Completing the square method has the most common application in solving quadratic equations. In reality, it is one of the most used ways for solving the same problem.

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**Completing the square Calculator:**

Completing the square calculator is a free online tool that is quite simple to use.

It has several advantages:

- Very accurate results.
- Pretty easily available.
- Not at all time consuming, as compared to the pen-and-paper-based method.
- We do not need to know the mathematical formula for the ‘completing the square’ method.

**Solve by completing the square calculator with steps**

Initially, consider a quadratic equation of the form: ax^(2)+bx+c.

**Step-1:** Plug in the values of the quadratic coefficient(a), the linear coefficient(b) and, the constant or

free-term(c).

**Step-2:** Click on the ‘Calculate’ button.

The output box displays the value of the variable x accordingly.

Clearly, it is a hassle-free way of solving quadratic equations in a fraction of a few seconds.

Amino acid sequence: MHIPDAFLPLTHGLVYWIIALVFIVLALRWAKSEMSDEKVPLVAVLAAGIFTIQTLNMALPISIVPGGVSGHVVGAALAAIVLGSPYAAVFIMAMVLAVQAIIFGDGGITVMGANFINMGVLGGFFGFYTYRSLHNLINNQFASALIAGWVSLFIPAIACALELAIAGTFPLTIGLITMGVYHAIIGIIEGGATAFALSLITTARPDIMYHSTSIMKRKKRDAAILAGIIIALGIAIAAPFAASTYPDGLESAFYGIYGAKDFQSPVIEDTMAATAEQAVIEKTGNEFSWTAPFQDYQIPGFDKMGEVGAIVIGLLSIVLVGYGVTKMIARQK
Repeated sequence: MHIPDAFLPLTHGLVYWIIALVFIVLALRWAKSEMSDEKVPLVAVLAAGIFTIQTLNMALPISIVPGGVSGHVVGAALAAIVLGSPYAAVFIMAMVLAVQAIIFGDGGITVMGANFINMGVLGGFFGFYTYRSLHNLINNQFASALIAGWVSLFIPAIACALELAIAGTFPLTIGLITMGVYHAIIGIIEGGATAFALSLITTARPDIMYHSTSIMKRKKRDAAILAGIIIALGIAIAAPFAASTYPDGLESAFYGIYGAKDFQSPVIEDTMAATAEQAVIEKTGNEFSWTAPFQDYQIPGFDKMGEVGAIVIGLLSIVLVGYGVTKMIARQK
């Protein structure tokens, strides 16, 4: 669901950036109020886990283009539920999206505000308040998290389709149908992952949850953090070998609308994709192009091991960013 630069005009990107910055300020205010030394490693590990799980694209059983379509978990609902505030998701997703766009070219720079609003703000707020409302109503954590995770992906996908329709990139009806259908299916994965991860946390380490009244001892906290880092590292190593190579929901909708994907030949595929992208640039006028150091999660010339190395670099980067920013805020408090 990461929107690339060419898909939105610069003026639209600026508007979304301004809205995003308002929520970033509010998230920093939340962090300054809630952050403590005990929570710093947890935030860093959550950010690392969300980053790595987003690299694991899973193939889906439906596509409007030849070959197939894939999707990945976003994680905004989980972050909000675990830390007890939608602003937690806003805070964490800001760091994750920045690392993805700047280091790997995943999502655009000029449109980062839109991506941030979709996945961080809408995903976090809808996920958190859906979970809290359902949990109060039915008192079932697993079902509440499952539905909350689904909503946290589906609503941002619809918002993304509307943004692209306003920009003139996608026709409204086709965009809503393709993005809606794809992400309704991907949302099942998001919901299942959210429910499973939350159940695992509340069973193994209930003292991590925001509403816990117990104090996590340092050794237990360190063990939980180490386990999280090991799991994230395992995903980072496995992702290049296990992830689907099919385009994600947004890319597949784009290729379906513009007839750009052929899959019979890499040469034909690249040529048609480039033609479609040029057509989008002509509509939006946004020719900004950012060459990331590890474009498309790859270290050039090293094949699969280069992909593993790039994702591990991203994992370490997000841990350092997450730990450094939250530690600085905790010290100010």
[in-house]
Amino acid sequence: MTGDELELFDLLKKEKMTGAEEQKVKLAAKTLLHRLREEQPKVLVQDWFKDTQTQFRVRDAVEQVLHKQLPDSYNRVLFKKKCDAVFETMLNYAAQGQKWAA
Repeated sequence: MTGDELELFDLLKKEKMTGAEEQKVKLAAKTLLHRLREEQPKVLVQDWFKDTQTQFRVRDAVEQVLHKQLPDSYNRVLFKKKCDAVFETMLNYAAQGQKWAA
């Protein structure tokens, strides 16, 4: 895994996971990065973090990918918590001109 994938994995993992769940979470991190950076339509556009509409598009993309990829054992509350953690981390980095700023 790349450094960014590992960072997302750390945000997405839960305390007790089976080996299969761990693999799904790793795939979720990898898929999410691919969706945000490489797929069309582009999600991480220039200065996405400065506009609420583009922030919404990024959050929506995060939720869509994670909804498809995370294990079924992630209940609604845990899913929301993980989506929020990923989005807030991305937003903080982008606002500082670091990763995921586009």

The completing the square calculator is very easily available online or you can also use the one provided below:

**Completing the square calculator vertex form:**

In this method, the form of the given equation is changed such that the left side of the equation should be a perfect square binomial.

Actually, the Completing the square method is used for converting a quadratic equation of the form:

ax^(2)+bx+c=0

as a vertex of the form:

a(x-h)^2+k.

It can be done by rearranging the expression obtained after completing the square:

a*(x + m)^{2} + n, such that the left side is a perfect square trinomial.

Now, you can simply put this form of equation in the Completing the Square calculator.

**Solve by Completing the square formula:**

Completing the square method is a simple way to solve quadratic equations.

In reality, in case of a few equations of the form ax^{2}+bx+c=0, applying the factorization method of solving becomes a bit complicated.

For example,

If an equation is written as x^(2)+7x+3,

Clearly, we cannot find two numbers whose sum is 7 and whose product is 3. Thus, using the factorization method cannot solve this equation.